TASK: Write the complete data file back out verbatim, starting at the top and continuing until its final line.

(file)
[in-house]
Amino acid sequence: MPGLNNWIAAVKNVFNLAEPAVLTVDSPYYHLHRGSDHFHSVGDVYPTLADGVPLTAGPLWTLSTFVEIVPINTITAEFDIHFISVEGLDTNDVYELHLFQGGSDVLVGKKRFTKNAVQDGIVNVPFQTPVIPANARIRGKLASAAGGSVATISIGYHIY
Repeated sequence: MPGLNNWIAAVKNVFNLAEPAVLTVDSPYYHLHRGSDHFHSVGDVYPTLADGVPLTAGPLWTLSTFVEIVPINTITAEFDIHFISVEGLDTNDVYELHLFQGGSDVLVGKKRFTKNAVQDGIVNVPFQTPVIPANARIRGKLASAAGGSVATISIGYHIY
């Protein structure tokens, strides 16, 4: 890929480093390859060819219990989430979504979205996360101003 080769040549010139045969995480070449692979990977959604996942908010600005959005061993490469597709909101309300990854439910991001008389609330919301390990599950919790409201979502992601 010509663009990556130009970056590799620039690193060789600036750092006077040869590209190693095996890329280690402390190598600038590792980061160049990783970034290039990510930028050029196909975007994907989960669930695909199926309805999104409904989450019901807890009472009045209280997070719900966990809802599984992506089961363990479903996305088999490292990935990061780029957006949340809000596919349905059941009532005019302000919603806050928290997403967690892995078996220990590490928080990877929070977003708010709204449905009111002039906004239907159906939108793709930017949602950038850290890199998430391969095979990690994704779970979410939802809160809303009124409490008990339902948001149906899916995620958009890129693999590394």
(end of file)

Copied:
[in-house]
Amino acid sequence: MPGLNNWIAAVKNVFNLAEPAVLTVDSPYYHLHRGSDHFHSVGDVYPTLADGVPLTAGPLWTLSTFVEIVPINTITAEFDIHFISVEGLDTNDVYELHLFQGGSDVLVGKKRFTKNAVQDGIVNVPFQTPVIPANARIRGKLASAAGGSVATISIGYHIY
Repeated sequence: MPGLNNWIAAVKNVFNLAEPAVLTVDSPYYHLHRGSDHFHSVGDVYPTLADGVPLTAGPLWTLSTFVEIVPINTITAEFDIHFISVEGLDTNDVYELHLFQGGSDVLVGKKRFTKNAVQDGIVNVPFQTPVIPANARIRGKLASAAGGSVATISIGYHIY
């Protein structure tokens, strides 16, 4: 890929480093390859060819219990989430979504979205996360101003 080769040549010139045969995480070449692979990977959604996942908010600005959005061993490469597709909101309300990854439910991001008389609330919301390990599950919790409201979502992601 010509663009990556130009970056590799620039690193060789600036750092006077040869590209190693095996890329280690402390190598600038590792980061160049990783970034290039990510930028050029196909975007994907989960669930695909199926309805999104409904989450019901807890009472009045209280997070719900966990809802599984992506089961363990479903996305088999490292990935990061780029957006949340809000596919349905059941009532005019302000919603806050928290997403967690892995078996220990590490928080990877929070977003708010709204449905009111002039906004239907159906939108793709930017949602950038850290890199998430391969095979990690994704779970979410939802809160809303009124409490008990339902948001149906899916995620958009890129693999590394």